Govt Mismanagement Is Coming in the Way of Irrigation Water for Gujarat's Farmers

Official reports are obfuscating the fact that irrigation water isn't, in fact, reaching the farmers it's supposed to.

Why is Gujarat, an otherwise ‘developed’ state, with an agricultural growth rate ostensibly higher than the other states of India, as repeatedly claimed by the government of Gujarat, reeling under pressure from angry farmers?

If the government of Gujarat’s claims of development are indeed true, then why is the average monthly income of a farmer a mere Rs 3,573? Why is the state of Gujarat at a distant ninth position amongst all the states in the country in terms of farmers’ incomes? 

Both the government of Gujarat and the Central government have claimed that the high rate of agricultural growth and farmer satisfaction in the state is a testament to the success of the ‘Gujarat model.’ However, farmer unrest is prevalent in almost all the regions of Gujarat, a claim that was vindicated after the ruling BJP lost much ground in rural areas in the assembly elections of 2017.

Where the water is going

One of the major bones of contention, in official reports and on the ground, is the provision of irrigation water to the farmers of Gujarat, especially in the arid central, north and west of Gujarat. The Department of Agriculture and Cooperation claims that “Total gross irrigated area is 56.14 lakhs hectares which accounts for 45.97% of total crop area.” The same figure is also reported in the Centre’s ‘The State of Indian Agriculture‘ report for 2015-16.

However, the Narmada, Water Resources, Water Supply and Kalpasar Department (NWRWS) website shows that the irrigated area by all means of irrigation in 2006-07 was 12,16,130 hectares, which declined in 2013-14 to 10,63,190 hectares.

A Comptroller and Auditor General report from 2016 revealed a different story altogether. Appendix II gives a table detailing the project-wise cumulative command area created and actually achieved between 2011 and 2016, and it shows the Gujarat government’s mismanagement and lack of administrative acumen.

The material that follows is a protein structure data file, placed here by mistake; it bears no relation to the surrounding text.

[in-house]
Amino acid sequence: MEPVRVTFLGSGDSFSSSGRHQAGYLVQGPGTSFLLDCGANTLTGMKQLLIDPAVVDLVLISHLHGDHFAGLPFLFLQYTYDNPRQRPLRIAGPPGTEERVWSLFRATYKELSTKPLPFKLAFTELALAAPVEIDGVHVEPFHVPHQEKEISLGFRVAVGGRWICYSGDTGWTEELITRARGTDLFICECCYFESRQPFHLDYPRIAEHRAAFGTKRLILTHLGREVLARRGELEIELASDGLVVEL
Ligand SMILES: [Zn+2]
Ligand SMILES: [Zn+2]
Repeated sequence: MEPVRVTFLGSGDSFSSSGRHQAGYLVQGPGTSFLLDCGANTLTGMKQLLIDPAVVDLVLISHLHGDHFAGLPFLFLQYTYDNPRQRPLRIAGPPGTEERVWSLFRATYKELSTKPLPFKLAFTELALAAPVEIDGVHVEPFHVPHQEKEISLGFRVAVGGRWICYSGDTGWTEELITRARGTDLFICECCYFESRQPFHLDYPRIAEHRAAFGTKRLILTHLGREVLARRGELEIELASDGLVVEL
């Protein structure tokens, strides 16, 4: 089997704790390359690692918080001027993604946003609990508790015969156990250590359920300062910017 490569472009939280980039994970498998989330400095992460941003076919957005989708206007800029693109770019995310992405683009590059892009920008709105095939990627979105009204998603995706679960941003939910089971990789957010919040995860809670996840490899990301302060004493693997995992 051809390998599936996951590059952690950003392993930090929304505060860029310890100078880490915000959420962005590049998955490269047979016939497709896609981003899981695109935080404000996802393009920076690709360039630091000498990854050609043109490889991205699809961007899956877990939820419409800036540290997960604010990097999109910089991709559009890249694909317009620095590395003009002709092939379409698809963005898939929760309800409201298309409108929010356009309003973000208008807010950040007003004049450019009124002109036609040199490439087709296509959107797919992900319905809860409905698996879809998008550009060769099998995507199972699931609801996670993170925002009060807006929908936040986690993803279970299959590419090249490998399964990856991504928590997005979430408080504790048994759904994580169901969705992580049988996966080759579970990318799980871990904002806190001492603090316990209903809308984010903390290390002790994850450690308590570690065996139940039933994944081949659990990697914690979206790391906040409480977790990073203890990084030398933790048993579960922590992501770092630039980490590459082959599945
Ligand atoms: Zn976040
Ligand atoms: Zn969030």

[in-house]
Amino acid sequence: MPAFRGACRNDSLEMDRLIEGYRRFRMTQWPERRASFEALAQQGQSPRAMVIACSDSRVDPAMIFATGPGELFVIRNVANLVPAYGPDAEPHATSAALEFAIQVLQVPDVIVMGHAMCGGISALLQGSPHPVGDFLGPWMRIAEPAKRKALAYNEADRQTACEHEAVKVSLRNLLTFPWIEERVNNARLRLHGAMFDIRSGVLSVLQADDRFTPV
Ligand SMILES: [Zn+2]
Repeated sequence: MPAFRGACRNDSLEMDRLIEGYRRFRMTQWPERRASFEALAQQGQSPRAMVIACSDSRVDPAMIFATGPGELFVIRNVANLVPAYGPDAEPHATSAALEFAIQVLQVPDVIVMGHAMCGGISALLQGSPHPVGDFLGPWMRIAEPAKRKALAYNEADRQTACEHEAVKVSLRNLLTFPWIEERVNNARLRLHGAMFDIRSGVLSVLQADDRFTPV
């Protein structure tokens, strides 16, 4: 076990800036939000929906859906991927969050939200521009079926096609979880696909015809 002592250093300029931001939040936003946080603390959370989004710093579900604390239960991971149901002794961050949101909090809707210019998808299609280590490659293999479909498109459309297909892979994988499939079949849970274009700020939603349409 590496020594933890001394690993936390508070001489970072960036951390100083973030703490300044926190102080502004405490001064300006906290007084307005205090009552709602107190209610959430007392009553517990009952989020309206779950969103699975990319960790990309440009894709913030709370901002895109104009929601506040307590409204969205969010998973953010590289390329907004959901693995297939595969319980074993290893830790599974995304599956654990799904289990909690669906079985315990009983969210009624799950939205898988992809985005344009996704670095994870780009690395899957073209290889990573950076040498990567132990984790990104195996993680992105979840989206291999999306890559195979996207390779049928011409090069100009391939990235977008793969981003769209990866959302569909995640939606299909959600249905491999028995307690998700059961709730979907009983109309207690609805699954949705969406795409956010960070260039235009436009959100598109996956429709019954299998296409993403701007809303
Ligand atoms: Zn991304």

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The 53 irrigation schemes listed had achieved an average of only 24% irrigation. The CAG report statedThere was no long term action plan for water conservation activities. Instead, the Department took up water conservation works, mainly, canal lining and desilting of dam reservoirs in a piecemeal manner. The average CCA achieved was only 24% as against the CCA created for the irrigation under 53 Irrigation Projects during 2011-12 to 2015-16. This indicated sub-optimal performance in the water conservation activities.”

By any standards, the area under irrigation is still less than half the total cultivated area, and the government’s lack of effort on this front is unmistakably evident. So much for ‘good governance’ and ‘minimum government’.

With the Narmada and Sardar Sarovar dam, the irrigation potential that had to be created, of 18,45,655 hectares, is still languishing at 6,40,000 hectares in 2017-18. This, after almost 17 years of the Narmada water flowing in the main canal. The canal network remains unfinished and the most important component of the canal network, the sub-minor canals, are at a mere 53.5% as per the NCA Annual Report of 2016-17.

Most importantly, the irrigation water that was to have been provided by the Narmada canal has not, in fact, been provided. Much obfuscation is undertaken in the official reporting, apparently to hide more than to reveal. However, it does reveal a few things.

2014-15 2015-16 2016-17 17-18 18-19

Water allocation (MCM)


8516.3109 (76.71%) 10283.676 (92.63%) 12080.748 (108.82%) 5920
6.9 8.33 MAF 9.79 MAF 4.80 MAF 6.71 MAF
Amount to be used for irrigation as per the GoG formula 7494 MCM 9049 10630 5209 7282
Total area irrigated (ha.) 202750 (10.98%) 450475 (24.40%) 6,28,011(34.02%) 6,40,000
Area left unirrigated (ha.) 1642905 (89.02%) 1395180
Industrial usage 41.80 MCM

Source: Narmada Control Authority Annual Reports; percentages have been derived